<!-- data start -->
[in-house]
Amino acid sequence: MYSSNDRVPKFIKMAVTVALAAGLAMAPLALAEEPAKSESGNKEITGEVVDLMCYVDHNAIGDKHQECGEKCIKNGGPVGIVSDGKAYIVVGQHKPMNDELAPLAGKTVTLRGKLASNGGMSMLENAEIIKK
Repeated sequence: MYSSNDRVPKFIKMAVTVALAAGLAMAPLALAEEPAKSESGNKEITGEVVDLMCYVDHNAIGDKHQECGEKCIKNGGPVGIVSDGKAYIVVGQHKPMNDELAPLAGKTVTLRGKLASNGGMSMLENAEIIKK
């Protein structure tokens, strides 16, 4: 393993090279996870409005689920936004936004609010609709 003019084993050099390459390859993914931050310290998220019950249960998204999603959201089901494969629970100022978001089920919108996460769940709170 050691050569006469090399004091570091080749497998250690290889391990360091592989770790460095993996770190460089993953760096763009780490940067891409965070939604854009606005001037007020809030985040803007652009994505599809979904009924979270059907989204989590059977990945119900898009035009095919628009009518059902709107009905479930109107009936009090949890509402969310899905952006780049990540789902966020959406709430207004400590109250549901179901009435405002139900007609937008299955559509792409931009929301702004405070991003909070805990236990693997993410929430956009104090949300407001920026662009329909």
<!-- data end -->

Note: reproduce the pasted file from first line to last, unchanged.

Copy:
[in-house]
Amino acid sequence: MYSSNDRVPKFIKMAVTVALAAGLAMAPLALAEEPAKSESGNKEITGEVVDLMCYVDHNAIGDKHQECGEKCIKNGGPVGIVSDGKAYIVVGQHKPMNDELAPLAGKTVTLRGKLASNGGMSMLENAEIIKK
Repeated sequence: MYSSNDRVPKFIKMAVTVALAAGLAMAPLALAEEPAKSESGNKEITGEVVDLMCYVDHNAIGDKHQECGEKCIKNGGPVGIVSDGKAYIVVGQHKPMNDELAPLAGKTVTLRGKLASNGGMSMLENAEIIKK
């Protein structure tokens, strides 16, 4: 393993090279996870409005689920936004936004609010609709 003019084993050099390459390859993914931050310290998220019950249960998204999603959201089901494969629970100022978001089920919108996460769940709170 050691050569006469090399004091570091080749497998250690290889391990360091592989770790460095993996770190460089993953760096763009780490940067891409965070939604854009606005001037007020809030985040803007652009994505599809979904009924979270059907989204989590059977990945119900898009035009095919628009009518059902709107009905479930109107009936009090949890509402969310899905952006780049990540789902966020959406709430207004400590109250549901179901009435405002139900007609937008299955559509792409931009929301702004405070991003909070805990236990693997993410929430956009104090949300407001920026662009329909």